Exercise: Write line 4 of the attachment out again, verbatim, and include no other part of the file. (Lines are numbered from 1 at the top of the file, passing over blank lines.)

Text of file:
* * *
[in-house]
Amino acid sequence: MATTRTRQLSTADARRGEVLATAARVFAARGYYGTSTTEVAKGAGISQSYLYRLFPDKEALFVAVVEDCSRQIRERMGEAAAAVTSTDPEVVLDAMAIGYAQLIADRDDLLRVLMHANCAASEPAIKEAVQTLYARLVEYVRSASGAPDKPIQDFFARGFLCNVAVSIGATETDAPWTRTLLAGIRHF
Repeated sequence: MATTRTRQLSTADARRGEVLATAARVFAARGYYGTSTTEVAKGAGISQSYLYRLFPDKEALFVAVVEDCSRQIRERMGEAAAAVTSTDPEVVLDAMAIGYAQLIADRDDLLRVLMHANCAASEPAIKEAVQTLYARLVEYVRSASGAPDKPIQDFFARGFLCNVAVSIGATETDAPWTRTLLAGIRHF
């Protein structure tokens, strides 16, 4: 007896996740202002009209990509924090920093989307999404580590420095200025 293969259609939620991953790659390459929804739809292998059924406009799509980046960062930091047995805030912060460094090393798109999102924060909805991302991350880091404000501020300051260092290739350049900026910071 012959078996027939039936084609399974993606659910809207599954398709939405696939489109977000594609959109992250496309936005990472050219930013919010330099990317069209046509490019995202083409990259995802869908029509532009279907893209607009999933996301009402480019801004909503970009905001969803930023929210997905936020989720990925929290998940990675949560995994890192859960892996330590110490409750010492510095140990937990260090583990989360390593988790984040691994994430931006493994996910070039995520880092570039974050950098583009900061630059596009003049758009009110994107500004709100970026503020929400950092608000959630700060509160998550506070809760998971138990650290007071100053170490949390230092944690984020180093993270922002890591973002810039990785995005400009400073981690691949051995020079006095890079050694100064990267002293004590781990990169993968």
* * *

């Protein structure tokens, strides 16, 4: 007896996740202002009209990509924090920093989307999404580590420095200025 293969259609939620991953790659390459929804739809292998059924406009799509980046960062930091047995805030912060460094090393798109999102924060909805991302991350880091404000501020300051260092290739350049900026910071 012959078996027939039936084609399974993606659910809207599954398709939405696939489109977000594609959109992250496309936005990472050219930013919010330099990317069209046509490019995202083409990259995802869908029509532009279907893209607009999933996301009402480019801004909503970009905001969803930023929210997905936020989720990925929290998940990675949560995994890192859960892996330590110490409750010492510095140990937990260090583990989360390593988790984040691994994430931006493994996910070039995520880092570039974050950098583009900061630059596009003049758009009110994107500004709100970026503020929400950092608000959630700060509160998550506070809760998971138990650290007071100053170490949390230092944690984020180093993270922002890591973002810039990785995005400009400073981690691949051995020079006095890079050694100064990267002293004590781990990169993968």